by ,  Published July 05, 2013,

Am I really allergic to my sunscreen?

Over past couple of decades we have seen increasing danger from our powerful sun and its UV rays to cause sunburns and skin cancer. That is why it is so very important to have maximum protection that includes selecting a sunscreen that is effective and safe. Skin allergy to sunscreens can occur as a result of an allergic reaction to any one of multiple ingredients in the sunscreens. Some of the more common triggers may be from the fragrance and/or preservatives in a sunscreen lotion

“Suspicion of allergy to sun blocks are not uncommon concerns of patients”, according to David E. Cohen MD, MPH Director of Allergic, Occupational, and Environmental Dermatology at New York University School of Medicine. If you have a sunscreen reaction it can occur anywhere the lotion is applied. Rarely, you may even have an allergy to the sun itself!

Who is most likely to be allergic to their sunscreen?

First, those exposed to sun on a regular basis, allergic persons (i.e. eczema), people who work outdoors, as well as women as they are more likely exposed to cosmetics that contain sunscreen. Sunscreen allergy is estimated to be about 1 percent of all skin allergies.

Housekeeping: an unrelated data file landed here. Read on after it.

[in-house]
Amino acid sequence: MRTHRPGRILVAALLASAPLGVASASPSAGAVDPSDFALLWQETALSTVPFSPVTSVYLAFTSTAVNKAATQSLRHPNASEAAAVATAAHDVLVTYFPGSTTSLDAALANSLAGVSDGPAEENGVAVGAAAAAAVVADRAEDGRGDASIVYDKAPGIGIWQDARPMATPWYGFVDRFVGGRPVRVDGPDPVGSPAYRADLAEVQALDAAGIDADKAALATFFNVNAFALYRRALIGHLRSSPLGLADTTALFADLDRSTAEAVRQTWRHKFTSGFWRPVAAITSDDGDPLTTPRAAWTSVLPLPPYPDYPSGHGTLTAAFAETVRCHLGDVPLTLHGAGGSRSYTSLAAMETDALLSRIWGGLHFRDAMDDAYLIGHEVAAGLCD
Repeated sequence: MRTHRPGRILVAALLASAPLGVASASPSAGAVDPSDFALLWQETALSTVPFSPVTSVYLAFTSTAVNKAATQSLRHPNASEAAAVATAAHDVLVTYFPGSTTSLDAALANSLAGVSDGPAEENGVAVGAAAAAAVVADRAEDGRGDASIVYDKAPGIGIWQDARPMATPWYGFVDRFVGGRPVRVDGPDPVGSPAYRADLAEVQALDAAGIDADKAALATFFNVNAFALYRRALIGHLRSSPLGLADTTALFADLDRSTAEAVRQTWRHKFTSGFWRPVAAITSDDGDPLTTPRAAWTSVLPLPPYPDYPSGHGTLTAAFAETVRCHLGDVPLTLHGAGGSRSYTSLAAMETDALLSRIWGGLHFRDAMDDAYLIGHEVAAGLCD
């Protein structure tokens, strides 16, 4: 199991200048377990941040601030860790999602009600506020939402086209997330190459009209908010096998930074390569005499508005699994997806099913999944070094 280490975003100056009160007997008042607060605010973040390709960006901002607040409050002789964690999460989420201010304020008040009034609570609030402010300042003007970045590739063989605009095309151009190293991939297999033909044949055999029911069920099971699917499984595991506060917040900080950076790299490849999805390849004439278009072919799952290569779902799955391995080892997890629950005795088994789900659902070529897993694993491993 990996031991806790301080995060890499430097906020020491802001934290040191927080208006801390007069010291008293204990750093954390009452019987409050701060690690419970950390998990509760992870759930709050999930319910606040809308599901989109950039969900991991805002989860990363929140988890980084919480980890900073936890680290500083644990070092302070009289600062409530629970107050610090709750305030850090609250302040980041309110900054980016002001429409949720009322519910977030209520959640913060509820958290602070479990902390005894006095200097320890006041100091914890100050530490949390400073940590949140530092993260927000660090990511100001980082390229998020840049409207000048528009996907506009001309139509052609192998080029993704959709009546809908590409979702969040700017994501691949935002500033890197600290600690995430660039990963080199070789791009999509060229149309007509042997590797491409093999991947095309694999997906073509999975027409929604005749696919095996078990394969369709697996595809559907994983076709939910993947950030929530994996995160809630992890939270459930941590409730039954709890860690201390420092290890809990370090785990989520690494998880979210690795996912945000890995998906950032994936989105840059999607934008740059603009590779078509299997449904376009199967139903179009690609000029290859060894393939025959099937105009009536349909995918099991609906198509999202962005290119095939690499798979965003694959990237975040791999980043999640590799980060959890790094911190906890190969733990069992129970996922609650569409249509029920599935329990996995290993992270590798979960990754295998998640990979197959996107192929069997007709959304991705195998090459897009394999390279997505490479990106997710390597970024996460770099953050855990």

There are 2 types of sunscreens; one is a “chemical absorber” that acts as a sponge to block UV radiation from affecting skin. Physical blocking agents such as titanium dioxide and zinc oxide may be preferred if you have sensitive skin, or if you have a sunscreen allergy to chemical sunscreens such as benzophenones, cinnamates.
Whatever product you ultimately choose, a simple in office delayed allergy patch test can identify if you are allergic or will react to the agent chosen. “Patch testing would be helpful in distinguishing the specific item that may be causing the allergic reaction”, according to Dr. Cohen, who is an international expert on skin allergies and patch testing, “when a chemical sun block allergy is suspected, physical sun blocks that contain titanium or zinc may be helpful”.

Lastly in a recent published study in the Annals of Internal Medicine, daily sunscreen users were much less likely than those using sunscreen only when needed, to show evidence of signs of aging skin after four years, in a group of young and mid aged adults. So apply a well-tolerated sunscreen every day to possibly slow the effects of sun damage, and why not have younger looking skin!

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